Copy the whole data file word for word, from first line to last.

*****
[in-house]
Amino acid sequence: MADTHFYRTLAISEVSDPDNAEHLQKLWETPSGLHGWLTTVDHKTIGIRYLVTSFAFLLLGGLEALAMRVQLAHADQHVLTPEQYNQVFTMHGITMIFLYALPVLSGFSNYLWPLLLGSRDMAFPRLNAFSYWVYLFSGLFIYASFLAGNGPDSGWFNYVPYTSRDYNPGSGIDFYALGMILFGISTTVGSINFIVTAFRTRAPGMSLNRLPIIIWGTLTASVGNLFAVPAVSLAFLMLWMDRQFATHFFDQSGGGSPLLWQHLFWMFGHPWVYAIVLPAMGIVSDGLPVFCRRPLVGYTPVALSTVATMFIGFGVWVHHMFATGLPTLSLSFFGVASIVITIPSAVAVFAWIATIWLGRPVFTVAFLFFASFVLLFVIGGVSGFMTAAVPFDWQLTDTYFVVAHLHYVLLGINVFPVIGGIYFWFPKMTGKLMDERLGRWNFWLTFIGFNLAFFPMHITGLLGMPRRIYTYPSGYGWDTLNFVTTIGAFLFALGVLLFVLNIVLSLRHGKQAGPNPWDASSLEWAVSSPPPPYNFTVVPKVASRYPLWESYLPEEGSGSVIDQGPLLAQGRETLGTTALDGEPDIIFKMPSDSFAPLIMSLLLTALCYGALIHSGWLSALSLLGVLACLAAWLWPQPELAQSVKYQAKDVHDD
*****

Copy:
[in-house]
Amino acid sequence: MADTHFYRTLAISEVSDPDNAEHLQKLWETPSGLHGWLTTVDHKTIGIRYLVTSFAFLLLGGLEALAMRVQLAHADQHVLTPEQYNQVFTMHGITMIFLYALPVLSGFSNYLWPLLLGSRDMAFPRLNAFSYWVYLFSGLFIYASFLAGNGPDSGWFNYVPYTSRDYNPGSGIDFYALGMILFGISTTVGSINFIVTAFRTRAPGMSLNRLPIIIWGTLTASVGNLFAVPAVSLAFLMLWMDRQFATHFFDQSGGGSPLLWQHLFWMFGHPWVYAIVLPAMGIVSDGLPVFCRRPLVGYTPVALSTVATMFIGFGVWVHHMFATGLPTLSLSFFGVASIVITIPSAVAVFAWIATIWLGRPVFTVAFLFFASFVLLFVIGGVSGFMTAAVPFDWQLTDTYFVVAHLHYVLLGINVFPVIGGIYFWFPKMTGKLMDERLGRWNFWLTFIGFNLAFFPMHITGLLGMPRRIYTYPSGYGWDTLNFVTTIGAFLFALGVLLFVLNIVLSLRHGKQAGPNPWDASSLEWAVSSPPPPYNFTVVPKVASRYPLWESYLPEEGSGSVIDQGPLLAQGRETLGTTALDGEPDIIFKMPSDSFAPLIMSLLLTALCYGALIHSGWLSALSLLGVLACLAAWLWPQPELAQSVKYQAKDVHDD